My name is Jo and I have been a qualified fitness instructor and human massage therapist for around 17 years. I enjoy being able to help people be the best that they can be physically. I have always owned or lived with dogs and in 2014 one of my dogs suffered a severe injury to his hind leg. This resulted in lots of surgery and rehabilitation over a period of 9 months. During this time I used my knowledge as a human therapist to assist with his recovery but was also inspired by the care and treatment that he received at the specialist veterinary surgery.
I wondered if I could train to help other dogs in similar positions and attended a one day workshop with The Canine Massage Therapy Centre. This inspired me to then enrol on the two year practitioner course.
Clinical Canine Massage treats the body as a whole, is non-invasive, safe and very effective. Massage improves the way that the circulatory, lymphatic, muscular, skeletal, digestive and nervous systems work. A qualified massage therapist will never just look at an area of concern but the body as a whole and will treat in this way too.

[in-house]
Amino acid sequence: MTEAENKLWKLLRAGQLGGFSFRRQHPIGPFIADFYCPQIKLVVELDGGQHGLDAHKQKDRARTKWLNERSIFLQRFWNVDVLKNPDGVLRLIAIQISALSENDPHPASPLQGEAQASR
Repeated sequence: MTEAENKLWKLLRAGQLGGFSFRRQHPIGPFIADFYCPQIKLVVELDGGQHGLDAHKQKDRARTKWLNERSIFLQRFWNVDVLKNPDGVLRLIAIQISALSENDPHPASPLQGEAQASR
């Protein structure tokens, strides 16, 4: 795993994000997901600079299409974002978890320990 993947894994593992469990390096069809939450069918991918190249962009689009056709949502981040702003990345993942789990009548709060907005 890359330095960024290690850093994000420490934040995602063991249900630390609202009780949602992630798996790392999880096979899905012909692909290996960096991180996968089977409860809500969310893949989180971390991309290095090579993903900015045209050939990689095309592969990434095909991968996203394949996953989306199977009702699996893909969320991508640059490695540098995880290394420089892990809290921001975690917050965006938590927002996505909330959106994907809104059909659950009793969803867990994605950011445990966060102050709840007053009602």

Clinical Canine Therapy works by releasing sore and tight muscles and surrounding tissues, removing Trigger Points which are very painful and cause referred pain, remodelling scar tissue and helps to rehabilitate injuries.
The specifically developed canine massage techniques and releases work on the 700 muscles that pull on the 320 bones in the canine body. Issues with these muscles and connecting fascia change the way that your dog moves, creating further problems and pain. In order for the ‘normal’ movement of a dog to return these issues need to be located, identified and restored to normal function. Clinical Canine Massage does this.